Pianist Pablo Ziegler grew up with the tango music of his native Argentina, but the America jazz that seduced him as a teenager gave him the tools to take tango in a new direction.
Ziegler, who performs with his New York-based Pablo Ziegler Trio tonight at Baylor University’s Roxy Grove Hall, injected improvisation and jazz harmonies into the traditional rhythm and melodic lines of the dance-driven tango.
Tonight’s concert program encapsulates the birth of what became known as New Tango. Four selections come from famed tango composer Astor Piazzolla, in whose quintet Ziegler played from 1978 to 1988, with 10 of Ziegler’s own compositions spanning the 1980s to 2000s.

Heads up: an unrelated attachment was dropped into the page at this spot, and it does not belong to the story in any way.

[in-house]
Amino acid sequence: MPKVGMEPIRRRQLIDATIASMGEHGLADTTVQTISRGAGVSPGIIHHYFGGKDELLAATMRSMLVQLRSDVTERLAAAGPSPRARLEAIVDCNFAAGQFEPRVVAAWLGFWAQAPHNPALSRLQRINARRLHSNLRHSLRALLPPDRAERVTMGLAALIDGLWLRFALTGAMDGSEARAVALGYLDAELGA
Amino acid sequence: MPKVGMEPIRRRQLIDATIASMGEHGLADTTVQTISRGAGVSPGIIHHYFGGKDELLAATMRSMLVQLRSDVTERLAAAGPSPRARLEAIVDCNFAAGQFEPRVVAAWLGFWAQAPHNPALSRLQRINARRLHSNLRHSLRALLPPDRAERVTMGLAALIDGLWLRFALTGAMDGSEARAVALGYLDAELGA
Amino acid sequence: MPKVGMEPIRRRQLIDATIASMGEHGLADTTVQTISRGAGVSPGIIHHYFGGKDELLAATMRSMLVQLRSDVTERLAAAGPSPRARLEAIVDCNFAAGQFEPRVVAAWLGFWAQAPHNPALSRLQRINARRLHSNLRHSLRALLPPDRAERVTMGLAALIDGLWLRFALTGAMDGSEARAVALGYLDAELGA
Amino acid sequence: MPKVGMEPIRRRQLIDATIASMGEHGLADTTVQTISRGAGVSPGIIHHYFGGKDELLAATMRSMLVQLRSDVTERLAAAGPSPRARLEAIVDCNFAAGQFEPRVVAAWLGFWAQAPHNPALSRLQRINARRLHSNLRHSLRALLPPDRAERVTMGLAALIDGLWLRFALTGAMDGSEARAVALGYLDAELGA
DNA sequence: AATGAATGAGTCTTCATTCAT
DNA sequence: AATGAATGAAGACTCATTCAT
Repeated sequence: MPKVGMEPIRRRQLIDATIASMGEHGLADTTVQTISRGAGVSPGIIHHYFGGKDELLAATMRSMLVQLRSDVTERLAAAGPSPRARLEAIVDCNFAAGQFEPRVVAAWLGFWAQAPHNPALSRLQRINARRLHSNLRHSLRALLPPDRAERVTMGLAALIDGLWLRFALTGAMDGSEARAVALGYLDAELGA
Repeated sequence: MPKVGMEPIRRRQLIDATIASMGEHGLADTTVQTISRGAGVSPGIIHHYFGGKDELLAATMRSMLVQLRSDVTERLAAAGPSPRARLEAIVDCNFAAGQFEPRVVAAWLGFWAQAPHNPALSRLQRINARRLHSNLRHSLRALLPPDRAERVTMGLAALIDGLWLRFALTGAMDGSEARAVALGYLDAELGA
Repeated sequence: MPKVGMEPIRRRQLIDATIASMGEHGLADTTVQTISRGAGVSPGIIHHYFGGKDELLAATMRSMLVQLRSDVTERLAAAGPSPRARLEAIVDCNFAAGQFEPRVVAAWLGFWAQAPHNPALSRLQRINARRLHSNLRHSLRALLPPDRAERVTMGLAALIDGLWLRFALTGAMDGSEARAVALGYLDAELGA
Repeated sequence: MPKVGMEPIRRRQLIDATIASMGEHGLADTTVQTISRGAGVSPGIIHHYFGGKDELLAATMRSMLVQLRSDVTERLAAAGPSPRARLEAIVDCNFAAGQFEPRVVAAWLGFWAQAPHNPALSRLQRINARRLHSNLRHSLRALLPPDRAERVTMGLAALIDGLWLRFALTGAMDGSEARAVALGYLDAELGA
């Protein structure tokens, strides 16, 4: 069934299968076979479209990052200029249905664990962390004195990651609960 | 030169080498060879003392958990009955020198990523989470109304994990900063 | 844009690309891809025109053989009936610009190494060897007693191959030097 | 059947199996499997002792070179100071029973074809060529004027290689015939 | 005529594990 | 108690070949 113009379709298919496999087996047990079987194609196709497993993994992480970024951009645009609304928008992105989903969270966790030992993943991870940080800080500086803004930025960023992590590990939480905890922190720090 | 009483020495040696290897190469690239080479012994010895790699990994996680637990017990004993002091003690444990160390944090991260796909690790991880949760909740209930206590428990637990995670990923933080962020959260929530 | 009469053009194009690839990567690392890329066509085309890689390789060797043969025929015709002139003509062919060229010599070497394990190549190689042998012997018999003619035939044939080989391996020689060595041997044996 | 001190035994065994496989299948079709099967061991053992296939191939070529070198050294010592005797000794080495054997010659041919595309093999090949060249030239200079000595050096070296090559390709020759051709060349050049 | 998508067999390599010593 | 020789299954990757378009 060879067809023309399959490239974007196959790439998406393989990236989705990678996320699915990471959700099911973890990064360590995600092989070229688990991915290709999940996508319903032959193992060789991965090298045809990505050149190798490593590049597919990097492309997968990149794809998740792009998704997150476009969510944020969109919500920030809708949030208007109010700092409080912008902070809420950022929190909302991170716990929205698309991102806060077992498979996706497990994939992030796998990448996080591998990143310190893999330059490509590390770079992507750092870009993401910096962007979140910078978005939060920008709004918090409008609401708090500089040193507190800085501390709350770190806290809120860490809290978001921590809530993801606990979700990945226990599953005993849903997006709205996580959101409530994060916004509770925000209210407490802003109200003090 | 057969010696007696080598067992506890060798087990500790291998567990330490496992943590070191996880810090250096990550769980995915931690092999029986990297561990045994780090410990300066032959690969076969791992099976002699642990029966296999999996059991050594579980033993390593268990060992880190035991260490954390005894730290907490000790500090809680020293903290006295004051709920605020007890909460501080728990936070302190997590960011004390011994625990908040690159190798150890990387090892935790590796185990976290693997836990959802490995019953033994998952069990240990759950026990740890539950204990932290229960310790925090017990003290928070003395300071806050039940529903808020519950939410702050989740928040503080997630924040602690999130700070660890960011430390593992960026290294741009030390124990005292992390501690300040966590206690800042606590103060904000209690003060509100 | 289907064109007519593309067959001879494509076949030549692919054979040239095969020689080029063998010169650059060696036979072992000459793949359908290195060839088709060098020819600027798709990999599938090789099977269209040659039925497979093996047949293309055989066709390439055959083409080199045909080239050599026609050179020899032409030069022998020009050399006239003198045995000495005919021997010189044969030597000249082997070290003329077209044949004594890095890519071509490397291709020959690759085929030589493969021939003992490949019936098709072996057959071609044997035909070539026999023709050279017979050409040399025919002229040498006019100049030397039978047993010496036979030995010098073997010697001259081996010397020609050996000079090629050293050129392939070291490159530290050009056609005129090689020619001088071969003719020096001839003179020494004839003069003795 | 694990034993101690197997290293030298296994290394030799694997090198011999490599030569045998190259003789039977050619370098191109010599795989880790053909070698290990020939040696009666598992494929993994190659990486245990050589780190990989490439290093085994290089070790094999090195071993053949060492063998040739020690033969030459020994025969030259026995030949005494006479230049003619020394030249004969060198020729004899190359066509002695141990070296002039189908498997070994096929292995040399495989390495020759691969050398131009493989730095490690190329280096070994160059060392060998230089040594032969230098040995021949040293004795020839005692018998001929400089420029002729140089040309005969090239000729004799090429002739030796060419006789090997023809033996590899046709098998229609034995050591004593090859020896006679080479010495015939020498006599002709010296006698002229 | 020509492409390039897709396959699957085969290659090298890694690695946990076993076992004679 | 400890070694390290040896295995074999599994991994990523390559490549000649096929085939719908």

Ziegler, 68, discovered jazz as a 15-year-old attending Bueno Aires Music Conservatory, where he first encountered jazz through recordings of American musicians and fell in love with it. He became a professor of piano, but continued to play jazz.
In 1978, his jazz playing — and classical-jazz compositions — caught the attention of Piazzolla, who was experimenting with ways to breathe life into the Argentina dance music.
“I told him, ‘Astor, you have to know that I’m not a tango player.’ He said he was looking for someone who could help him improvise and recreate tango in a different way,” Ziegler said in a phone interview from New York.
Playing with him tonight are bandoneonist Hector Del Curto and guitarist Claudio Ragazzi, seasoned tango and jazz musicians.
Fusing tango and jazz created a new sound for fans of both traditions and Ziegler said listeners always provided the true test of his music. “The audience is the final judge,” he said. “This kind of music really works with the people. It’s not complicated.”